Crude oil consumption by China in 2009 went up by 7.2% in comparison with RUSSIAN ECONOMY IN trends and outlooks 2009 2009 2009 2009 I quarter II quarter III quarter IV quarter Price for Brent, Great Britain 45.0 59.1 68.4 75.0 61.Price for Urals, Russia 43.7 58.1 68.0 74.3 61.Source: IMF, OECD/IEA, OPEC.

Table World Petroleum Consumption in 2008 (in % to the same period a year ago) 2008 2008 2008 2008 I quarter II quarter III quarter IV quarter World total 1.1 0.9 0.5 2.7 0.OECD countries 1.6 1.8 4.6 5.1 3.Of which:

North America 3.3 3.6 7.5 5.9 5.Europe 0.4 0.7 0.4 1.6 0. R 0.0 0.6 4.9 8.9 3.Countries outside OECD 4.7 4.4 4.7 0.4 3. Of which:

Asia (exclusive of the countries of 5.7 2.8 3.5 1.5 2.Middle East) 2009 2009 2009 2009 quarter II quarter III quarter IV quarter World - total 3.4 2.5 0.7 0.4 1.OECD countries 4.9 6.2 3.5 3.0 4.Of which:

North America 5.1 6.2 1.3 2.4 3.Europe 2.5 5.6 6.8 5.0 5. PR 8.6 7.2 3.5 0.7 5.Countries outside OECD 1.4 1.8 2.7 4.7 2. Of which:

Asia (exclusive of the countries of 1.3 4.6 6.1 9.2 4.Middle East) Source: OECD/IEA.

Monthly dynamics of the world price for crude oil in 2008 was marked by its sustainable growth right down to July 2008 when the crude oil price maximum was reached and by a slump of prices starting from August 2008. By the end of the year the price for Russian crude oil on the free market dipped to 39.9 USD/bbl, i.e. it declined by more than threefold in relation to the July level. In 2009 monthly dynamics of the world oil price was defined by rather stable growth. At the same time, during last months of the year crude oil price steadily exceeded 70 USD/bbl (see Table 3 and Fig. 1). Depreciation of the US dollar exchange rate in relation to other currencies affected the dynamics of crude oil prices.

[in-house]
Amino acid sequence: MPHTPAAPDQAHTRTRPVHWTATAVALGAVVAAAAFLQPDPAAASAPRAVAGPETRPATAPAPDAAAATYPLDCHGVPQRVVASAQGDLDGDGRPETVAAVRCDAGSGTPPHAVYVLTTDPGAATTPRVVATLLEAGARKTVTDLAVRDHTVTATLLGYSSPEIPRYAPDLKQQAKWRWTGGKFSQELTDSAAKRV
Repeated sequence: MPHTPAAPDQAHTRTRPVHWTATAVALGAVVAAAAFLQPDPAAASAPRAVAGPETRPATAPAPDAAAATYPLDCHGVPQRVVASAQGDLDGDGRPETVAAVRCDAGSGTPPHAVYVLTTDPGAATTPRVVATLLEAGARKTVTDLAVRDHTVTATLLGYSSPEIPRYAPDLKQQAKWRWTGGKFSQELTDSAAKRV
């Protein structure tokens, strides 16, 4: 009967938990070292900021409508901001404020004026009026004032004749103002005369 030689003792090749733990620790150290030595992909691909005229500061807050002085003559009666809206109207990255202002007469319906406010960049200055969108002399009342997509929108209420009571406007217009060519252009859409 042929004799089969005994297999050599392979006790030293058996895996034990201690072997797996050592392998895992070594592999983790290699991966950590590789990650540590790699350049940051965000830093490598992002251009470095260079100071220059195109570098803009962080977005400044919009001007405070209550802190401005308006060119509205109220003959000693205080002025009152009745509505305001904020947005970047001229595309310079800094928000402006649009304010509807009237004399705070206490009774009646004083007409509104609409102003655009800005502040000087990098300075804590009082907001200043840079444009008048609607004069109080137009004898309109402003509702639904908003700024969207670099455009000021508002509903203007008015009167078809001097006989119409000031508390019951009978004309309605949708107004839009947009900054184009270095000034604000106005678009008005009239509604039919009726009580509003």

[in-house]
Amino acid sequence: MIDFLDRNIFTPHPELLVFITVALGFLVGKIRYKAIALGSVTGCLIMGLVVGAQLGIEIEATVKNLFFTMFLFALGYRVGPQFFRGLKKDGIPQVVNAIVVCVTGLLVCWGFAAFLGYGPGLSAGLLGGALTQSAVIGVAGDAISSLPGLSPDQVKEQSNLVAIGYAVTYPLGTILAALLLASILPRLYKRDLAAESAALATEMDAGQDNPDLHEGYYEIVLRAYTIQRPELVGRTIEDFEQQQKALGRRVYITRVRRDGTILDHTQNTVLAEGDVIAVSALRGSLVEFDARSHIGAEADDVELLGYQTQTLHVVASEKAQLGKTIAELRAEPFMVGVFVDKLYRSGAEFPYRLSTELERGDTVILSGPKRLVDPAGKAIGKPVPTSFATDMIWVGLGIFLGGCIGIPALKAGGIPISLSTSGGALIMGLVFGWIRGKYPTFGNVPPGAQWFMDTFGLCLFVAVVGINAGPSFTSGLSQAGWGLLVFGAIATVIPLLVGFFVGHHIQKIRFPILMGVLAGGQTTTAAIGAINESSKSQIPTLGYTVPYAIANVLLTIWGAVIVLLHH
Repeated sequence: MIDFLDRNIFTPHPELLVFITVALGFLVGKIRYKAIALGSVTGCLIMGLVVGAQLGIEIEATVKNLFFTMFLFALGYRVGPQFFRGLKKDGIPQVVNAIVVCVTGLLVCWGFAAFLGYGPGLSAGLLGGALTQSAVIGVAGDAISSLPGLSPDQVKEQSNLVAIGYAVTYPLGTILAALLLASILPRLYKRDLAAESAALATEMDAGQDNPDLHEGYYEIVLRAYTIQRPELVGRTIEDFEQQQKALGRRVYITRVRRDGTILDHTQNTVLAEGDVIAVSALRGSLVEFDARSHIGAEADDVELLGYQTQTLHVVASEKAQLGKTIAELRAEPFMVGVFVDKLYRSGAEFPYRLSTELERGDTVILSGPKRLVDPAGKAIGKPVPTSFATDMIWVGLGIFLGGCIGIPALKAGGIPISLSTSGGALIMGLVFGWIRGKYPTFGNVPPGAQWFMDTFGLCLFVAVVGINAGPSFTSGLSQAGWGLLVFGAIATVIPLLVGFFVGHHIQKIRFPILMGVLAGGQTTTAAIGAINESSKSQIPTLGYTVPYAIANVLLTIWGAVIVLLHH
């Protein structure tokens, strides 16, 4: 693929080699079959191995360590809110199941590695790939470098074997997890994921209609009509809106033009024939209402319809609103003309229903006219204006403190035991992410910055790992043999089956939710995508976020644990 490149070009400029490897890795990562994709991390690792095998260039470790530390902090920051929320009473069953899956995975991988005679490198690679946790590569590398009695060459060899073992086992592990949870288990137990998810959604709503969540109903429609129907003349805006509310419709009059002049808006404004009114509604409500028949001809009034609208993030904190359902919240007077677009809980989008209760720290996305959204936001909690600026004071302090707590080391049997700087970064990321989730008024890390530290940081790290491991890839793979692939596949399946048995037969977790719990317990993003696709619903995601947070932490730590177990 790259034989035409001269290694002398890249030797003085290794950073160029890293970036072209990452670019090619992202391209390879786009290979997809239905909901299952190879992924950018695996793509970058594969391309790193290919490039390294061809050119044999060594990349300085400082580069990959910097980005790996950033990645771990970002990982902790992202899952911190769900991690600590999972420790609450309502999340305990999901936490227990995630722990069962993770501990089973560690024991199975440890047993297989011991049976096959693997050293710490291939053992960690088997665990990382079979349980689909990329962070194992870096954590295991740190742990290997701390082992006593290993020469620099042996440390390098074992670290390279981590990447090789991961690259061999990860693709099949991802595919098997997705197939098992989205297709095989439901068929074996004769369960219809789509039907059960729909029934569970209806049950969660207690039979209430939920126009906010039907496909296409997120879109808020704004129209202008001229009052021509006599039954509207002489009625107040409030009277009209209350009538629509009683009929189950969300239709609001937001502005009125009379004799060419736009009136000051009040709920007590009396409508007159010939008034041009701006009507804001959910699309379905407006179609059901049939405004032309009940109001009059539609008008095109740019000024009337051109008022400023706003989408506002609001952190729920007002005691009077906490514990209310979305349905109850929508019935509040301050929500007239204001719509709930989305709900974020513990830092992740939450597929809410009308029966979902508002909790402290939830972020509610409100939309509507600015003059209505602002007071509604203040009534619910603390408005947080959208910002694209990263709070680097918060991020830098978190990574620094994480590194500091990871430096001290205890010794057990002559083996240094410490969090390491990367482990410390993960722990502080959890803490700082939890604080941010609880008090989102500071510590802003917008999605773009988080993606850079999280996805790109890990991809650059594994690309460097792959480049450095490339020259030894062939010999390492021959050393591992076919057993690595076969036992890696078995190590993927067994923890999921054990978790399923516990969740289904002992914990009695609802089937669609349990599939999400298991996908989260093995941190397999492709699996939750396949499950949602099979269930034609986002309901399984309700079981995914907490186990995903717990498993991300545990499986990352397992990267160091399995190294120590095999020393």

Revival of the world economy holds out a hope for maintaining of rather favorable for the Russian oil producers level of crude oil prices in the future. For instance, according to the latest IMF forecast the world crude oil price in 2010 will constitute on average 76.5 USD/bbl, and in 2011 82 USD/bbl. The US Department of Energy provides similar forecast. The RF Ministry of Economic Development and Trade is expecting a lower level of world crude oil prices (Table 4). Scenario with crude oil prices below 60 USD/bbl (conservative scenario) is considered, however, as less feasible one.

Section The Real Sector Table World Prices for Crude Oil in 20082009 (USD/bbl) 2008 2008 2008 2008 2008 January February March April May June Price for Brent, Great Britain 92.0 95.0 103.7 109.0 122.7 132.Price for Urals, Russia 89.4 91.4 99.2 105.7 118.8 128.2008 2008 2008 2008 2008 2008.

July August September October November December Price for Brent, Great Britain 133.2 113.0 98.1 71.9 52.5 40.Price for Urals, Russia 130.1 111.9 97.5 70.8 51.5 39.2009 2009 2009 2009 2009 2009.

January February March April May June Price for Brent, Great Britain 43.6 43.1 46.5 50.3 57.5 68.Price for Urals, Russia 43.2 42.5 45.3 48.9 57.1 68.2009 2009 2009 2009 2009 July August September October November December Price for Brent, Great Britain 64.6 72.8 67.4 72.8 76.7 74.Price for Urals, Russia 64.6 72.2 67.2 72.7 76.3 73.Source: OECD/IEA.

Source: the RF Ministry of Economic Development and Trade.

Fig. 1. Price for Urals in 20082009 (USD/bbl) Table Forecasts of World Prices for Crude Oil (USD/bbl) Date of publication of forecast 2010 IMF: average world price for crude oil 26.01.2010 76.5 82.US Department of Energy: average price for oil imported to 12.01.2010 76.9 80.the US RF Ministry of Economic Development and Trade: price for 30.12.2009 69 Urals 65 58 Source: IMF, U.S.DOE/EIA, the RF Ministry of Economic Development and Trade.